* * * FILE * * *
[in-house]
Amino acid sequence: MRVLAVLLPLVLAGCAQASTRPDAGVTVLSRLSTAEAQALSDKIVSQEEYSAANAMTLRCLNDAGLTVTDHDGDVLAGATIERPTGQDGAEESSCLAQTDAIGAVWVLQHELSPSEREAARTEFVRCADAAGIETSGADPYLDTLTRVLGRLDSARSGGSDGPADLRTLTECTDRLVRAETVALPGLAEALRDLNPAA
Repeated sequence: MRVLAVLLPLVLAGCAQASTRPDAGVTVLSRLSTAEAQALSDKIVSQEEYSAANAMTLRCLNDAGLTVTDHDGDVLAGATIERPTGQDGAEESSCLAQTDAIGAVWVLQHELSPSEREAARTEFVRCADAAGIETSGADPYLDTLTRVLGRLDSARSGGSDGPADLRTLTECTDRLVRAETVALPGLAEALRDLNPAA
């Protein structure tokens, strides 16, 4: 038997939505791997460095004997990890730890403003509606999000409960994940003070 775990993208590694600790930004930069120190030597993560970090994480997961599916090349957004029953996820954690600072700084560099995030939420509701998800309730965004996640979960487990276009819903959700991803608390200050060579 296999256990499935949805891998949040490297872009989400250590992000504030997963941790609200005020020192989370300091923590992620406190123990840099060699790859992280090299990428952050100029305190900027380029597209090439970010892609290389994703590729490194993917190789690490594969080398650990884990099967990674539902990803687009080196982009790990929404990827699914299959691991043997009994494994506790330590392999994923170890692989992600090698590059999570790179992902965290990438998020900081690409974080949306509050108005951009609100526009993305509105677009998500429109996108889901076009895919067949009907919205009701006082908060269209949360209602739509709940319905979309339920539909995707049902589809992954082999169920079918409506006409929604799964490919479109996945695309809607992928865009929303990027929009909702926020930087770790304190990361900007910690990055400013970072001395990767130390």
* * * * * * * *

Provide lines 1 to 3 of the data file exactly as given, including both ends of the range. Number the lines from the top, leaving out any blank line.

[in-house]
Amino acid sequence: MRVLAVLLPLVLAGCAQASTRPDAGVTVLSRLSTAEAQALSDKIVSQEEYSAANAMTLRCLNDAGLTVTDHDGDVLAGATIERPTGQDGAEESSCLAQTDAIGAVWVLQHELSPSEREAARTEFVRCADAAGIETSGADPYLDTLTRVLGRLDSARSGGSDGPADLRTLTECTDRLVRAETVALPGLAEALRDLNPAA
Repeated sequence: MRVLAVLLPLVLAGCAQASTRPDAGVTVLSRLSTAEAQALSDKIVSQEEYSAANAMTLRCLNDAGLTVTDHDGDVLAGATIERPTGQDGAEESSCLAQTDAIGAVWVLQHELSPSEREAARTEFVRCADAAGIETSGADPYLDTLTRVLGRLDSARSGGSDGPADLRTLTECTDRLVRAETVALPGLAEALRDLNPAA